Corpl. Ken Nicholson of the Royal Marines writes. "In one of your N.Ls one man writes that he has fought Italians, Germans and Japs and has visited twelve countries. Surely he realises that in the Navy we have come into contact with other enemies as well as those mentioned. I was in the Iraq campaign, and in Madagascar, and I have visited countries where soldiers never go. Of course I realise that as far as the Army is concerned he does represent a good record. Give my best regards to Jack Moss and tell him I am still single, very much so, and hope he is in good health; also to the Rowland Bros. Dick Gabbott, and all the rest of the gang."
AC John Ball (Bretherton) writes, "I can tell you that I have been lucky enough to get to one of the best camps in England. I am here on a fitter's course which lasts 20 weeks. Please remember me to all my friends in the Forces, especially O/S Sutton, Hugh, who is somewhere overseas. I have my boots to clean and brush and 1,000 other jobs to do. I shall not get leave until this course is finished except 48 hours in 8 weeks' time, which I am certainly looking forward to."
E.R.M. Dick Burns, R.N. writes "I hope you will notice my change of address and send my N.Ls on here as I do not like to do without them. I hope you will send my best congratulations to all the lads from Tarleton who have assisted to put Italy out of this unholy war. I would like also to send my best wishes to my brothers in the Forces; Jim (C.M.F.): Tom (B.N.A.F.): George (England): George West (England): Harry Forrest (M.E.F.): Also Bert and Hugh Melling, and Jimmy Leacy, and tell Jimmy I was sorry to miss him on Sunday. "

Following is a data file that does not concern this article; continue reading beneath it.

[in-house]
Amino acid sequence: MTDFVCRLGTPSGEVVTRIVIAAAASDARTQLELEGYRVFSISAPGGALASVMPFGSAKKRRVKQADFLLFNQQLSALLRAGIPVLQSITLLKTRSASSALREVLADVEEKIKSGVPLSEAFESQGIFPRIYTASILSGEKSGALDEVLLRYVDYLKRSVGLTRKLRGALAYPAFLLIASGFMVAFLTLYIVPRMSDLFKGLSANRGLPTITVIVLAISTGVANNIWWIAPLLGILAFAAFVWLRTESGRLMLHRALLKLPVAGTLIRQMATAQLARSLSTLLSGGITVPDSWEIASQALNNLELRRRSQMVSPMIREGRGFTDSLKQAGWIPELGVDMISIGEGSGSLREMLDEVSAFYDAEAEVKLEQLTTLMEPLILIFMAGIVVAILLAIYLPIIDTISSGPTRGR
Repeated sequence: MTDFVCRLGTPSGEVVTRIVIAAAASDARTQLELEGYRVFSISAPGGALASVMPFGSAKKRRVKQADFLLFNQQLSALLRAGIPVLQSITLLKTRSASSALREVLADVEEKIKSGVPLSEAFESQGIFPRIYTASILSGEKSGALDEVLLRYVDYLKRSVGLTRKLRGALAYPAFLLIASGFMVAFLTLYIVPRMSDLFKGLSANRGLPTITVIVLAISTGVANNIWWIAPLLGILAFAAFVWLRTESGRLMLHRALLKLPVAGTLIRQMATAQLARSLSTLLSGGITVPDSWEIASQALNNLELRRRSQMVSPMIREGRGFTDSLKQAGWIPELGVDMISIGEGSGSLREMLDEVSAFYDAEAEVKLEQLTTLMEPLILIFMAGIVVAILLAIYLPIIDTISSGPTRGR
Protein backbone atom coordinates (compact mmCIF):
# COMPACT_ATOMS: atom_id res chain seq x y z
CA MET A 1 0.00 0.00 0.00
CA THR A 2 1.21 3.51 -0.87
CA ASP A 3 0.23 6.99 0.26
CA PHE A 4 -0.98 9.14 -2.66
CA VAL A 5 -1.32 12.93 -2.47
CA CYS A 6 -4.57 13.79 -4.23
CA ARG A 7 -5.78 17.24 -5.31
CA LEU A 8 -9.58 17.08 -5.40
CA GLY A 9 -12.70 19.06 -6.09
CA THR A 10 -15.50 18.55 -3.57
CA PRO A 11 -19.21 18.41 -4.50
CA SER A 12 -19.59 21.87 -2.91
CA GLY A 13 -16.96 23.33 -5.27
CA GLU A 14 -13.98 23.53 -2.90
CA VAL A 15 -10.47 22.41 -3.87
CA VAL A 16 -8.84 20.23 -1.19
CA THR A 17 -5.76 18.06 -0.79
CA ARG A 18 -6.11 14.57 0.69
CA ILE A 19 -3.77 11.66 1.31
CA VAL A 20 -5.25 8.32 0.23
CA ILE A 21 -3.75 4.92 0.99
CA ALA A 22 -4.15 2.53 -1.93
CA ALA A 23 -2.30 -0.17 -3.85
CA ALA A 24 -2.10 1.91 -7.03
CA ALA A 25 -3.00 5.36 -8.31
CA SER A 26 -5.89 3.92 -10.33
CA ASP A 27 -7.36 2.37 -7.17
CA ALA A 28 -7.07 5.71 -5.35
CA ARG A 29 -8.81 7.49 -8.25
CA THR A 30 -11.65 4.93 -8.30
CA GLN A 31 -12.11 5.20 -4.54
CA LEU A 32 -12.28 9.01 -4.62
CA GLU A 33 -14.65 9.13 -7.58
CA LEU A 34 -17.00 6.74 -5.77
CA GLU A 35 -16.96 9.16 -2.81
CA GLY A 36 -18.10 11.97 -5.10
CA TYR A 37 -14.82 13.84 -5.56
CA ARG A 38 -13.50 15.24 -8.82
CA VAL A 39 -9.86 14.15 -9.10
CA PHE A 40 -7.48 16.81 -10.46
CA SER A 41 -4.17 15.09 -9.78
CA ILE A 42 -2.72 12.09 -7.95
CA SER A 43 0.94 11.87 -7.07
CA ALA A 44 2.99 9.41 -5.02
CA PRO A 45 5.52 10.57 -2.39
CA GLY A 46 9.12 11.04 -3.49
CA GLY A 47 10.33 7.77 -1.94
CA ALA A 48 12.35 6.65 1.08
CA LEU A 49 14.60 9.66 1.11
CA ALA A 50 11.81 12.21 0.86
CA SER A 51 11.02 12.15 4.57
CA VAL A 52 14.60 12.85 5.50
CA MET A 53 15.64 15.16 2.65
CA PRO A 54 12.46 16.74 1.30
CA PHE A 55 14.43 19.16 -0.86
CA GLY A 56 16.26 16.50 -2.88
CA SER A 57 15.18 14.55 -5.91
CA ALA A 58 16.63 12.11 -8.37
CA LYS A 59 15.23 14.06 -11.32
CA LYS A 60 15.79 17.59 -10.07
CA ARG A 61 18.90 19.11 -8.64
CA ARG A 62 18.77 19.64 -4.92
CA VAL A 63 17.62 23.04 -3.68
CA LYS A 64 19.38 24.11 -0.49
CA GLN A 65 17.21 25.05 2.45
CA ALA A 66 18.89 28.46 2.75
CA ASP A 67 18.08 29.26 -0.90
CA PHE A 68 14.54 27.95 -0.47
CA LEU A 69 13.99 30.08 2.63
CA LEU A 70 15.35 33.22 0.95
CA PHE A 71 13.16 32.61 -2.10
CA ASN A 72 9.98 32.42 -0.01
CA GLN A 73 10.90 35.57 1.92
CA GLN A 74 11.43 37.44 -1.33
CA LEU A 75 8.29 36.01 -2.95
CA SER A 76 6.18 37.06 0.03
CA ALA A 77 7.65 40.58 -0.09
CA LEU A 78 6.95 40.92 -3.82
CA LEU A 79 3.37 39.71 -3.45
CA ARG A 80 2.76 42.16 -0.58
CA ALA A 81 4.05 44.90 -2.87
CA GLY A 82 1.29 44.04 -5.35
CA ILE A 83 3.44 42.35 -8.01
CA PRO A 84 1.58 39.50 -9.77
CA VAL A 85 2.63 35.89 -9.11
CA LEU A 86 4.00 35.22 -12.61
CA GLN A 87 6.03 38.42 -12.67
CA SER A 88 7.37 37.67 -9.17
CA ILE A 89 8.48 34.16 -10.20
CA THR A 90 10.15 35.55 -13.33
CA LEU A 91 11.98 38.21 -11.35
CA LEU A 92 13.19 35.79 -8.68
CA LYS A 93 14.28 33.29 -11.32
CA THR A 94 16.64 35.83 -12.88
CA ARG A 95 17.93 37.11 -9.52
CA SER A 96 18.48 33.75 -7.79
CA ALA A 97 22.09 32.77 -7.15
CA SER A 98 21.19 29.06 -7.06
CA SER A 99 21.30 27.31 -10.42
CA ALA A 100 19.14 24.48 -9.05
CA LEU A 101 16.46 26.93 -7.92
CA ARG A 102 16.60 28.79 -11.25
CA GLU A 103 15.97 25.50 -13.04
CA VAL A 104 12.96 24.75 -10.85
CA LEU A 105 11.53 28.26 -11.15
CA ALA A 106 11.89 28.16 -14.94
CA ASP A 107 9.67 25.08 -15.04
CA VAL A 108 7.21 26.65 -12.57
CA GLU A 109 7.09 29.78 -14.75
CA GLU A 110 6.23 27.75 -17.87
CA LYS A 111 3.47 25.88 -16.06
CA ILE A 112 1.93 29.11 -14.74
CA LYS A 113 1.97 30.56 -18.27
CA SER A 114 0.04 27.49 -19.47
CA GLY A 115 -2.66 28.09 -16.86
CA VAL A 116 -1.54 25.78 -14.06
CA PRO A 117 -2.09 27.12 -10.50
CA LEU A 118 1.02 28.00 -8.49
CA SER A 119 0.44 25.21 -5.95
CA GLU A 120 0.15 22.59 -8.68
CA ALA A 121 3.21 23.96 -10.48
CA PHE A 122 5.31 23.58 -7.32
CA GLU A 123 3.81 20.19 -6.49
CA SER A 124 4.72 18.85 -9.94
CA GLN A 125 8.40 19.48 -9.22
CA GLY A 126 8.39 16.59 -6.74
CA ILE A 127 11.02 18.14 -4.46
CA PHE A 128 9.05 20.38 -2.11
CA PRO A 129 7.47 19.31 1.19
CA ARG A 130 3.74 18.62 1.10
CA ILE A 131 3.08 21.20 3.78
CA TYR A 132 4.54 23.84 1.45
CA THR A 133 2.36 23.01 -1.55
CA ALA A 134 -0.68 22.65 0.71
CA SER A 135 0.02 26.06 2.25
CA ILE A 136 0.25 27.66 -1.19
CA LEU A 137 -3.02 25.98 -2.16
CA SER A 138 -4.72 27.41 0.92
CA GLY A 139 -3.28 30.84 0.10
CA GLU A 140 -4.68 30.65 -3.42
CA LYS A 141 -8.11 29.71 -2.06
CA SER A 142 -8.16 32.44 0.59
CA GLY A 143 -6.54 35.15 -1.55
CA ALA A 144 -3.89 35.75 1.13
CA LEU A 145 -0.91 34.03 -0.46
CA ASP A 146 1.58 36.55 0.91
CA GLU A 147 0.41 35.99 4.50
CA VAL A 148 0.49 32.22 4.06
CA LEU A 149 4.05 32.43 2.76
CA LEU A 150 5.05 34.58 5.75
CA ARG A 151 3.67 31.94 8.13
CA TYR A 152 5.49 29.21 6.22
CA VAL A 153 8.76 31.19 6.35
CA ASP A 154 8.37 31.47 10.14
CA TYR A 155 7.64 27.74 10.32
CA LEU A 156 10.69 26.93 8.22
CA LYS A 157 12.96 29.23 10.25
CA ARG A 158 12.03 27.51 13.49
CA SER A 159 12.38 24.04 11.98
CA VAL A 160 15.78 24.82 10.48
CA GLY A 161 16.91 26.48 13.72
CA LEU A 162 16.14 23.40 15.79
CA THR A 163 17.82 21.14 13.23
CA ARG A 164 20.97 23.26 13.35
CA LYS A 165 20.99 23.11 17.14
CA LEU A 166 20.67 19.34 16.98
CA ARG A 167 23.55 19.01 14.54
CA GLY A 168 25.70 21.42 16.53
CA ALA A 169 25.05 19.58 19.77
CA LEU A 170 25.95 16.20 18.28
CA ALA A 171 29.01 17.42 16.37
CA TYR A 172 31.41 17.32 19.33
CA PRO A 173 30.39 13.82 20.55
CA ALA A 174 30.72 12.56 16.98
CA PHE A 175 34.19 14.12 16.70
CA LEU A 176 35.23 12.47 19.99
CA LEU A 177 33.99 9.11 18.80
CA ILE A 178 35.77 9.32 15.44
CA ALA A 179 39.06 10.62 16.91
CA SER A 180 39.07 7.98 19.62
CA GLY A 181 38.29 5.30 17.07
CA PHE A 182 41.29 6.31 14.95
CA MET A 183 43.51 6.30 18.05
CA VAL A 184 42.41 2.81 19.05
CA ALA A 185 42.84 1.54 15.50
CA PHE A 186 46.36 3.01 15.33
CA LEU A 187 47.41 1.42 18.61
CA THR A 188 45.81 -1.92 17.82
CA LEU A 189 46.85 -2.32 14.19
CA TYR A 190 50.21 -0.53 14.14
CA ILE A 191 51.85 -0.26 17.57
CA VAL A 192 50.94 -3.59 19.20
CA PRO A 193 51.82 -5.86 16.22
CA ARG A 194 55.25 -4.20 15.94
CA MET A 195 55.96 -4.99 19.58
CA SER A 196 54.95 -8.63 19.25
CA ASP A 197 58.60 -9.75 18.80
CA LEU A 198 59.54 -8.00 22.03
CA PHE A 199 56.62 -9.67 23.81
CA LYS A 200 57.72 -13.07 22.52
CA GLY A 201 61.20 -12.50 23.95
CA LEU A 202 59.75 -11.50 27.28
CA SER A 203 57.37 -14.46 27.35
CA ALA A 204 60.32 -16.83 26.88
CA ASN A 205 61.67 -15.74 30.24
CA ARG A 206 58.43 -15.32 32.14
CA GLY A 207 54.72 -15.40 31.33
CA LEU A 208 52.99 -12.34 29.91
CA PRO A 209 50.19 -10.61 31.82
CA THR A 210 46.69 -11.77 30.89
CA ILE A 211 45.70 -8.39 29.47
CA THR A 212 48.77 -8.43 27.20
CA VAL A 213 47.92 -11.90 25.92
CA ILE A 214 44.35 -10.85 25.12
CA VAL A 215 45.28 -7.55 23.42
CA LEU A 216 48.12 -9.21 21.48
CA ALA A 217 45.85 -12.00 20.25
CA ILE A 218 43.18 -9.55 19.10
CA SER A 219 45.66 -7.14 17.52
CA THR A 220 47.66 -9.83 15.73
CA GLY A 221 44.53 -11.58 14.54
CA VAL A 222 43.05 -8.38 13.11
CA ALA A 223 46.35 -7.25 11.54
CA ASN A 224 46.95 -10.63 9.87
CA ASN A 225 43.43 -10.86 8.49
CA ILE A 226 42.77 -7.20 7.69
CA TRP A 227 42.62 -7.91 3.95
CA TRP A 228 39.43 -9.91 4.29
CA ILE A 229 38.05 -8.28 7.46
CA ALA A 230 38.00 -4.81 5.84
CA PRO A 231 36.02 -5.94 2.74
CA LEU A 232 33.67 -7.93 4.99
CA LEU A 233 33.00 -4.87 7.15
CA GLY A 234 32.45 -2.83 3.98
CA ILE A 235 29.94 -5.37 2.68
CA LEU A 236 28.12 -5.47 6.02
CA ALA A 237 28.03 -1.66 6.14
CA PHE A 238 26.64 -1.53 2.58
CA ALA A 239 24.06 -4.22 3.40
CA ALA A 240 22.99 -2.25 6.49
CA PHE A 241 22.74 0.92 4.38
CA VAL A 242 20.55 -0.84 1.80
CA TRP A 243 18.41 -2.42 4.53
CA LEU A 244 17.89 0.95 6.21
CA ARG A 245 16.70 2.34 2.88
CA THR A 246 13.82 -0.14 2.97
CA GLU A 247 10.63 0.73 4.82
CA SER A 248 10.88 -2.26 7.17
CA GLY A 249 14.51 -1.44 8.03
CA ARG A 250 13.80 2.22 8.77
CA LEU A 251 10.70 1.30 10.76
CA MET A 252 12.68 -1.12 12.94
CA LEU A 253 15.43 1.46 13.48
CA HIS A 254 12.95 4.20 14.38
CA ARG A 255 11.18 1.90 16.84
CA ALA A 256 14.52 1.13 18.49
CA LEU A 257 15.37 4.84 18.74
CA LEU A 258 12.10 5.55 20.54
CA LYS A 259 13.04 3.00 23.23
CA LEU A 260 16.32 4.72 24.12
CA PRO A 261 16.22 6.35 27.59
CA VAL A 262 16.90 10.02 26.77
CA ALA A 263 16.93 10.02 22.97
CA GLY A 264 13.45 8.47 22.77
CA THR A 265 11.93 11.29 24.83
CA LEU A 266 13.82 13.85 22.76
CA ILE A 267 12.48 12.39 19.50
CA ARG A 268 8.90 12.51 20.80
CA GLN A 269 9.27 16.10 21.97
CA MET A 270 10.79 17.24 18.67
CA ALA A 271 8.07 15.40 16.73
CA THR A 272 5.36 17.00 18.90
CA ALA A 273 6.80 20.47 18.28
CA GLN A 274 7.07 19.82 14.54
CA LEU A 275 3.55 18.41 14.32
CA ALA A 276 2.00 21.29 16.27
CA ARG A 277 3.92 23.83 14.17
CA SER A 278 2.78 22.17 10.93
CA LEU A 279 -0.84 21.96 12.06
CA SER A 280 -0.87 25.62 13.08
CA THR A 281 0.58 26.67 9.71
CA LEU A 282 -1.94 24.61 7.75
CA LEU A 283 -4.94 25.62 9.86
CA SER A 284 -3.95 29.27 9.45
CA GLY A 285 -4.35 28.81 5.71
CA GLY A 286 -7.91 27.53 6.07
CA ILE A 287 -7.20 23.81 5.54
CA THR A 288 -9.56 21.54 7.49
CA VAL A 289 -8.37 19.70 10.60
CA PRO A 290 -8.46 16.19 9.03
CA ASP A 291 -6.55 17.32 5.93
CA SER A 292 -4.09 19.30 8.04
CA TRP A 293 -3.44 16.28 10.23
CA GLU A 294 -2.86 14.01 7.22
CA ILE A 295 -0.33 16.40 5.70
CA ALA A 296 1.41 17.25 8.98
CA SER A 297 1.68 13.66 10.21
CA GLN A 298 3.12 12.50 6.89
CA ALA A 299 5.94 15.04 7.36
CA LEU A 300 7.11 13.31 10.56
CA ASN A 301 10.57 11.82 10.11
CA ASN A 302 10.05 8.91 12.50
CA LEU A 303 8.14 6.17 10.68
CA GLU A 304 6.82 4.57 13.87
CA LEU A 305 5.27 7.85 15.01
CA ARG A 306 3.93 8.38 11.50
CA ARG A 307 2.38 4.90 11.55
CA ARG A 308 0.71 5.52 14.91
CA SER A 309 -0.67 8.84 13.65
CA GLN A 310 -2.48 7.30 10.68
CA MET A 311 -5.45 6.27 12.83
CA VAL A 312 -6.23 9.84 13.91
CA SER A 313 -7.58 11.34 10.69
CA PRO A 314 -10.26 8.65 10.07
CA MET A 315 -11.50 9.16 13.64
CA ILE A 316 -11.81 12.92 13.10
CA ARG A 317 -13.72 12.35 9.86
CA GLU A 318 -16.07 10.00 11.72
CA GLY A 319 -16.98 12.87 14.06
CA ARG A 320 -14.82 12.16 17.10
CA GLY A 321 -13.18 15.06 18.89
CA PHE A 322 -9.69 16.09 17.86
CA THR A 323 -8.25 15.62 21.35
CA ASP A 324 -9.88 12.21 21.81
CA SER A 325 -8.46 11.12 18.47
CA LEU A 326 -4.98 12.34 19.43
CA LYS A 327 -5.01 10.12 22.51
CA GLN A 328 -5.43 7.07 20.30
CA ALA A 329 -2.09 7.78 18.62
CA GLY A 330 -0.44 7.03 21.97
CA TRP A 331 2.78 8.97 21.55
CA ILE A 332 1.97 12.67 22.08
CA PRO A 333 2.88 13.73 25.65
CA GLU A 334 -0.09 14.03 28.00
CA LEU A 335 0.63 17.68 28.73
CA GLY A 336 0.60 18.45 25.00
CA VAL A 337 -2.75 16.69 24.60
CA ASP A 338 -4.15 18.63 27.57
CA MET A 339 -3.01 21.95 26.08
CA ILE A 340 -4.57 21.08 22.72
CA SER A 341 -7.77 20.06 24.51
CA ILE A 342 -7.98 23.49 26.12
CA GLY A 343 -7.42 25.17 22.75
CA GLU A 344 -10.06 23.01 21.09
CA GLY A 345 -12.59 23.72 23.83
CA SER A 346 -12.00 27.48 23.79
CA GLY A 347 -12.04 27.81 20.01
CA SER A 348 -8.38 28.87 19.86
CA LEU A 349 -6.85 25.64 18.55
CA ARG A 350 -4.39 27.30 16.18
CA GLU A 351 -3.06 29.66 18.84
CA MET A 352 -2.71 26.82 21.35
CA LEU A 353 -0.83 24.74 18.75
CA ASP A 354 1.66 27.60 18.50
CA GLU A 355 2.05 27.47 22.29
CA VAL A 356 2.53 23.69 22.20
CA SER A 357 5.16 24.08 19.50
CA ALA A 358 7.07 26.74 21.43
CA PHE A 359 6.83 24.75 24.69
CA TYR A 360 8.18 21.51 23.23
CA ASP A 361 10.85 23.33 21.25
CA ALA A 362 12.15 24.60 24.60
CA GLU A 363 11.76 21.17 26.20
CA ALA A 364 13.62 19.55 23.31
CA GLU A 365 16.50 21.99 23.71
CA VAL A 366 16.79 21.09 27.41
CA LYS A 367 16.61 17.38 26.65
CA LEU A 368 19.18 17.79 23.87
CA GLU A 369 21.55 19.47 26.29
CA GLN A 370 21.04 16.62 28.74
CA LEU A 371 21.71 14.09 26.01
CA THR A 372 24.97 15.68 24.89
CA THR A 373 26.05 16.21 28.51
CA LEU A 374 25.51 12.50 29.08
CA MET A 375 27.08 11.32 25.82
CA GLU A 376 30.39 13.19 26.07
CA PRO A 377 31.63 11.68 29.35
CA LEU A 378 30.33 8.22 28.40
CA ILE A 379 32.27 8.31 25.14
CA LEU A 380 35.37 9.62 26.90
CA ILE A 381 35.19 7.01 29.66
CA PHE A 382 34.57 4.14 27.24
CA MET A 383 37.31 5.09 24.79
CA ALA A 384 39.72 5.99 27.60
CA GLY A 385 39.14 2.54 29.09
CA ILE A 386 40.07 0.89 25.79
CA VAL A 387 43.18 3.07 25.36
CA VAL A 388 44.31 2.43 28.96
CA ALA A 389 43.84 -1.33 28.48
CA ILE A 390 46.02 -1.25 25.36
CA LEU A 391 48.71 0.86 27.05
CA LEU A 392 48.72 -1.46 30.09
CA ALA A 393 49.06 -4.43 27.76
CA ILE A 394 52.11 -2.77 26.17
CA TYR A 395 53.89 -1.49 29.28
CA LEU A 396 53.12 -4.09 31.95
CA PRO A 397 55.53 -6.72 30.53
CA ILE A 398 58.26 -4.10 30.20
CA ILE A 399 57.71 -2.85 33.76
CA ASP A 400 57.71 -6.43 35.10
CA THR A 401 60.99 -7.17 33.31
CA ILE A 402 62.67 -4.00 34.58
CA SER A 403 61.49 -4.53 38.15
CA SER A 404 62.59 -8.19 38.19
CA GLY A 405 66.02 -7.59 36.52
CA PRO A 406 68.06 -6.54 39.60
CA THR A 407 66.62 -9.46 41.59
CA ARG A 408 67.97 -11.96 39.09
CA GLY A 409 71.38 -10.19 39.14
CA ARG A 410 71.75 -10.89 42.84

Sergeant David Hanson R.A.F. writes "I am in Bonny Scotland, but what a deserted place it seems to be. From the nearest town to this camp you can count the houses on one hand. But I cannot say much about the place yet because I have not got organised. Will you please say 'Hello' to the Harrison Brothers and to Fred Bentham for me via the N.L."
Bdr. Dick Blundell says in his letter "I quite agree that the boys from overseas should get their letters first in theN.L. for they are the ones who deserve all the credit. They have done a wonderful job and have shown that the Italians can be licked as well as their ice cream. I hope that you will note my change of address as the N.Ls still go from - to - and then on to - and so on here, but although it takes a few days longer they always come through alright. Give my kind regards to all the boys and girls from the district.
Pte: Jack Parker writes from India saying "We had a one day Bank Holiday here to celebrate the Tunisian victory. There was a field day with sports, racing (foot and horse) boxing etc. The local tribe, Khasi, took a big part in it. The loudspeaker announcements were in three languages, English, Khasi and Hindu. The weather was good, not too hot, not too cold, no rain. It was a good day and might easily have been in Sefton Park Review Field.